People of Color Outdoors (POCO) has always aimed to provide a space for members of communities underrepresented in outdoor activities to find representation and comfort in the camaraderie of people who share and support those identities should they seek it. POCO is one of the newest sub-clubs within the DOC, and we have made incredible strides towards building a leader body and running hiking trips consistently, but winter exposes one of our main barriers—we don’t have many, if any, members who are proficient skiers or snowboarders.


Our first event was POCO Ski Day, which used to be taught by former chair Jae Hong ’20. With the help of members of club alpine ski, we were able to bring it back, taking many of our members on their first runs at the Skiway. Our next event was a collaboration with Club Snowboard and Killington Ski Resort, where members would take lessons for two consecutive days and were given their own new Burton snowboards and bindings afterward. The event attracted 24 new snowboarders, with the program subsidized with financial aid.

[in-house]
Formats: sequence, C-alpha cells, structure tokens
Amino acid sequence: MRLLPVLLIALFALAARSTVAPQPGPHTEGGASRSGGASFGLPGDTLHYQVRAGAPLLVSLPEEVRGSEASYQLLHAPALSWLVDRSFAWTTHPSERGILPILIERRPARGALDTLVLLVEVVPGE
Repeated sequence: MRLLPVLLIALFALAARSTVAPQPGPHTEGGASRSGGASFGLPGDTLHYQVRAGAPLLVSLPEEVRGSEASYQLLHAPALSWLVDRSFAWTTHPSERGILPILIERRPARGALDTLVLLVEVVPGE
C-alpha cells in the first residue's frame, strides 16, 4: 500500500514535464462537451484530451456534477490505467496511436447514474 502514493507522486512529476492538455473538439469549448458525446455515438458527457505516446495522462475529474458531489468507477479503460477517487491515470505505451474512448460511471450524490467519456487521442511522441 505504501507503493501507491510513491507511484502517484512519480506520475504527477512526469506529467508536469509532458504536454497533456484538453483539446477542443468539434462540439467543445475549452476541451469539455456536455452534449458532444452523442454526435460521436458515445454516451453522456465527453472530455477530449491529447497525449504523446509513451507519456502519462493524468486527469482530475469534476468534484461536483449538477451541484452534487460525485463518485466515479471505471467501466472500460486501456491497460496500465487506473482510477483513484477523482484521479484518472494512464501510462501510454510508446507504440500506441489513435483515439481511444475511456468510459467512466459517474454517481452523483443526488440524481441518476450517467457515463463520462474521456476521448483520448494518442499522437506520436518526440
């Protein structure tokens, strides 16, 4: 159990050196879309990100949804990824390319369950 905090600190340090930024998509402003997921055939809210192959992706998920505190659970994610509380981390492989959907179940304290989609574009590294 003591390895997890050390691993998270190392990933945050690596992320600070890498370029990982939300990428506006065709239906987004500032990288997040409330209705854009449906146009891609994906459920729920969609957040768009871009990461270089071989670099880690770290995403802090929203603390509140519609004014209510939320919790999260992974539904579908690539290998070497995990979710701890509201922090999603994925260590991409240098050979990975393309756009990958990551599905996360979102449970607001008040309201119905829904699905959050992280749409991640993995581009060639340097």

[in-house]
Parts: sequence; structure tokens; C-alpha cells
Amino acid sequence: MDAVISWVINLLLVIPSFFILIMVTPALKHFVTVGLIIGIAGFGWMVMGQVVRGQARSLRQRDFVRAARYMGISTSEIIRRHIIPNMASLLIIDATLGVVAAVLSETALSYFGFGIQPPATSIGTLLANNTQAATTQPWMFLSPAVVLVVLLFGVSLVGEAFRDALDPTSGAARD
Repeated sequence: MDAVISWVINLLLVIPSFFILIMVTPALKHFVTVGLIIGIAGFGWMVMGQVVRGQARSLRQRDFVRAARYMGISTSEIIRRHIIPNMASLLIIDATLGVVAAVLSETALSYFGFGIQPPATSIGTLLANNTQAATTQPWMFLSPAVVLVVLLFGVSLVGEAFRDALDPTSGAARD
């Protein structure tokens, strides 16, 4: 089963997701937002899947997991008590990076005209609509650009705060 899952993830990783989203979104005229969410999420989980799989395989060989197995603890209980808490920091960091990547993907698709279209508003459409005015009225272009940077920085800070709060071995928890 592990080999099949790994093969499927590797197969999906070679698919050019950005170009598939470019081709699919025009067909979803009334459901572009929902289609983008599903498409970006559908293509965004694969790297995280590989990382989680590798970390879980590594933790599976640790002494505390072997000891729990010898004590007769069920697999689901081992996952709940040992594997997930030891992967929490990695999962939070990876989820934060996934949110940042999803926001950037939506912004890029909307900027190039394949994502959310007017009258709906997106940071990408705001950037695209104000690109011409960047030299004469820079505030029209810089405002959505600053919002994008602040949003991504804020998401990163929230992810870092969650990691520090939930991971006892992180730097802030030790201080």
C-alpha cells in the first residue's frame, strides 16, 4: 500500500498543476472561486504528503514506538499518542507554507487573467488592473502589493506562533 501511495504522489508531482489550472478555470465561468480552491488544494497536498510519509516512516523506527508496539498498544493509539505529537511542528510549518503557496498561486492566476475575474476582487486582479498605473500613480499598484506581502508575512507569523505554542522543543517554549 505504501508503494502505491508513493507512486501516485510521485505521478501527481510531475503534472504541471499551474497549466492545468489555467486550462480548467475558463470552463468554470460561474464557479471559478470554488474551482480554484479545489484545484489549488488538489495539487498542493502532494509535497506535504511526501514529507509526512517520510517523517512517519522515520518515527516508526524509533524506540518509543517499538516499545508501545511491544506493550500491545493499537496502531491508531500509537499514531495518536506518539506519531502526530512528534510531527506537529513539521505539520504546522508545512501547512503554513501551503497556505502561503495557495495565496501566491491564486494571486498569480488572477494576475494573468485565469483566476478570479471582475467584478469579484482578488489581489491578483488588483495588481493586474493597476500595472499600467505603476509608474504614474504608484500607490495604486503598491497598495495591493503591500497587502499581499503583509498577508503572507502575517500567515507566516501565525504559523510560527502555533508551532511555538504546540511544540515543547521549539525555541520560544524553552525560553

Club Snowboard then continued offering beginner-focused practices for the rest of the term with their coaches. For every one of our events, we have had more demand than spots, and

the financial barriers to gear and additional training remain. However, this season, several of our members who had never been to a ski hill before became pretty solid snowboarders (and now own their own boards!), and now we have budding relationships with the snow sports sub-clubs that’ll set the stage for some pretty exciting collaborations in the future. Next winter, we hope to continue offering these events, and hopefully more.



Send a V4! The Climbing Gym Reopens!

Written by Max Rosenfeld '23 - Pasadena, CA

Max is the Assistant Climbing Gym Manager

Hello! The Climbing Gym finally reopened early winter term after the hard work of many